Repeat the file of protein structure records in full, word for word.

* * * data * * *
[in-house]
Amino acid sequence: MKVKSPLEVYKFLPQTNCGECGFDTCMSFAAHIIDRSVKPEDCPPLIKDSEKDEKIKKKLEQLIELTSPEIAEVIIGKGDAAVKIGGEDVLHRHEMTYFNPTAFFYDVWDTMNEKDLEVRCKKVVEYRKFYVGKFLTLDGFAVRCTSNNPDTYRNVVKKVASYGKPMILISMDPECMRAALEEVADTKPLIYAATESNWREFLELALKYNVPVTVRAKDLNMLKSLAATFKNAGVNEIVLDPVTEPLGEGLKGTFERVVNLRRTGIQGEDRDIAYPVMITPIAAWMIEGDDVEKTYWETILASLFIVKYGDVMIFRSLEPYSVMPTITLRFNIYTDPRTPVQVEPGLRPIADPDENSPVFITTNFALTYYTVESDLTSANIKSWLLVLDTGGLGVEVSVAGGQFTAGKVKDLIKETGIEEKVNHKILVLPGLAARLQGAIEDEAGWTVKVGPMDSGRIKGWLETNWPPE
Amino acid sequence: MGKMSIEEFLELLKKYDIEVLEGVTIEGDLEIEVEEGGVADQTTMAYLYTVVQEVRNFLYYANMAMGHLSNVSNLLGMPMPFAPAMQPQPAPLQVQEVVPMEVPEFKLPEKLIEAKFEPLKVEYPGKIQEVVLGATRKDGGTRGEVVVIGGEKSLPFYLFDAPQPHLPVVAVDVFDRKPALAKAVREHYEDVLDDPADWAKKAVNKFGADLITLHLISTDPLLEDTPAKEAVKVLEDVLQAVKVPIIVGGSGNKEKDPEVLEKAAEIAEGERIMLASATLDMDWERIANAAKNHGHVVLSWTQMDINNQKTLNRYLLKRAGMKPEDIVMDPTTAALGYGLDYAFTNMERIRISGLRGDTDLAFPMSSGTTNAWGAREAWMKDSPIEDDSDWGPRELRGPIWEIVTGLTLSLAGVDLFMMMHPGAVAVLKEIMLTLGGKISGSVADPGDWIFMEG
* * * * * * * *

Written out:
[in-house]
Amino acid sequence: MKVKSPLEVYKFLPQTNCGECGFDTCMSFAAHIIDRSVKPEDCPPLIKDSEKDEKIKKKLEQLIELTSPEIAEVIIGKGDAAVKIGGEDVLHRHEMTYFNPTAFFYDVWDTMNEKDLEVRCKKVVEYRKFYVGKFLTLDGFAVRCTSNNPDTYRNVVKKVASYGKPMILISMDPECMRAALEEVADTKPLIYAATESNWREFLELALKYNVPVTVRAKDLNMLKSLAATFKNAGVNEIVLDPVTEPLGEGLKGTFERVVNLRRTGIQGEDRDIAYPVMITPIAAWMIEGDDVEKTYWETILASLFIVKYGDVMIFRSLEPYSVMPTITLRFNIYTDPRTPVQVEPGLRPIADPDENSPVFITTNFALTYYTVESDLTSANIKSWLLVLDTGGLGVEVSVAGGQFTAGKVKDLIKETGIEEKVNHKILVLPGLAARLQGAIEDEAGWTVKVGPMDSGRIKGWLETNWPPE
Amino acid sequence: MGKMSIEEFLELLKKYDIEVLEGVTIEGDLEIEVEEGGVADQTTMAYLYTVVQEVRNFLYYANMAMGHLSNVSNLLGMPMPFAPAMQPQPAPLQVQEVVPMEVPEFKLPEKLIEAKFEPLKVEYPGKIQEVVLGATRKDGGTRGEVVVIGGEKSLPFYLFDAPQPHLPVVAVDVFDRKPALAKAVREHYEDVLDDPADWAKKAVNKFGADLITLHLISTDPLLEDTPAKEAVKVLEDVLQAVKVPIIVGGSGNKEKDPEVLEKAAEIAEGERIMLASATLDMDWERIANAAKNHGHVVLSWTQMDINNQKTLNRYLLKRAGMKPEDIVMDPTTAALGYGLDYAFTNMERIRISGLRGDTDLAFPMSSGTTNAWGAREAWMKDSPIEDDSDWGPRELRGPIWEIVTGLTLSLAGVDLFMMMHPGAVAVLKEIMLTLGGKISGSVADPGDWIFMEG